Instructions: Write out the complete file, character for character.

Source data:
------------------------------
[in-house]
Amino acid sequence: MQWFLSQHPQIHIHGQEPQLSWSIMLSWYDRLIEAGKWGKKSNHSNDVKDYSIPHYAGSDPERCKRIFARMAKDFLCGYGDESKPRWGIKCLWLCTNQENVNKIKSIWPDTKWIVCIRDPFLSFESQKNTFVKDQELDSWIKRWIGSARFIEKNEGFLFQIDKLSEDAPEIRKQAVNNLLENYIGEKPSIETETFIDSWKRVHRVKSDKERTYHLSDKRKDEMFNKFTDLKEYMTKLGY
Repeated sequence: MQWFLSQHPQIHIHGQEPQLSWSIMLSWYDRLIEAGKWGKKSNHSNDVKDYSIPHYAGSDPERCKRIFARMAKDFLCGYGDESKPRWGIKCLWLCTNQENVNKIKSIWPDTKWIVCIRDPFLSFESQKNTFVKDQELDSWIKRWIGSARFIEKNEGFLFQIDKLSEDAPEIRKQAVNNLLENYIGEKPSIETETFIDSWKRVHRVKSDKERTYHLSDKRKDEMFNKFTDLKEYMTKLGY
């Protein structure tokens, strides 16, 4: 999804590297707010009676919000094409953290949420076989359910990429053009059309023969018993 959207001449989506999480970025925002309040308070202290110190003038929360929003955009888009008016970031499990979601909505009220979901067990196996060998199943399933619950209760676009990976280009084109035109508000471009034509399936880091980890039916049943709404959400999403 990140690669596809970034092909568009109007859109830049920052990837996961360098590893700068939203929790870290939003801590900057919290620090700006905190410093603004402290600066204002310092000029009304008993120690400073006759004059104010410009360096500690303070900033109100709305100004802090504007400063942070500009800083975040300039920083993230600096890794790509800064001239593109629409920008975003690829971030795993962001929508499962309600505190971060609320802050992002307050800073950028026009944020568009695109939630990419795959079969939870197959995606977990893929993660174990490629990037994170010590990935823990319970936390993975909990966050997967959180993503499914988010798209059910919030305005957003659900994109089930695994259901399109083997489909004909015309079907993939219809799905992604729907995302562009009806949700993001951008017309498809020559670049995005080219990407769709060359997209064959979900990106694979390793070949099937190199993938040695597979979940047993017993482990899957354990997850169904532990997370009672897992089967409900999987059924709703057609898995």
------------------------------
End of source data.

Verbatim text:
[in-house]
Amino acid sequence: MQWFLSQHPQIHIHGQEPQLSWSIMLSWYDRLIEAGKWGKKSNHSNDVKDYSIPHYAGSDPERCKRIFARMAKDFLCGYGDESKPRWGIKCLWLCTNQENVNKIKSIWPDTKWIVCIRDPFLSFESQKNTFVKDQELDSWIKRWIGSARFIEKNEGFLFQIDKLSEDAPEIRKQAVNNLLENYIGEKPSIETETFIDSWKRVHRVKSDKERTYHLSDKRKDEMFNKFTDLKEYMTKLGY
Repeated sequence: MQWFLSQHPQIHIHGQEPQLSWSIMLSWYDRLIEAGKWGKKSNHSNDVKDYSIPHYAGSDPERCKRIFARMAKDFLCGYGDESKPRWGIKCLWLCTNQENVNKIKSIWPDTKWIVCIRDPFLSFESQKNTFVKDQELDSWIKRWIGSARFIEKNEGFLFQIDKLSEDAPEIRKQAVNNLLENYIGEKPSIETETFIDSWKRVHRVKSDKERTYHLSDKRKDEMFNKFTDLKEYMTKLGY
């Protein structure tokens, strides 16, 4: 999804590297707010009676919000094409953290949420076989359910990429053009059309023969018993 959207001449989506999480970025925002309040308070202290110190003038929360929003955009888009008016970031499990979601909505009220979901067990196996060998199943399933619950209760676009990976280009084109035109508000471009034509399936880091980890039916049943709404959400999403 990140690669596809970034092909568009109007859109830049920052990837996961360098590893700068939203929790870290939003801590900057919290620090700006905190410093603004402290600066204002310092000029009304008993120690400073006759004059104010410009360096500690303070900033109100709305100004802090504007400063942070500009800083975040300039920083993230600096890794790509800064001239593109629409920008975003690829971030795993962001929508499962309600505190971060609320802050992002307050800073950028026009944020568009695109939630990419795959079969939870197959995606977990893929993660174990490629990037994170010590990935823990319970936390993975909990966050997967959180993503499914988010798209059910919030305005957003659900994109089930695994259901399109083997489909004909015309079907993939219809799905992604729907995302562009009806949700993001951008017309498809020559670049995005080219990407769709060359997209064959979900990106694979390793070949099937190199993938040695597979979940047993017993482990899957354990997850169904532990997370009672897992089967409900999987059924709703057609898995």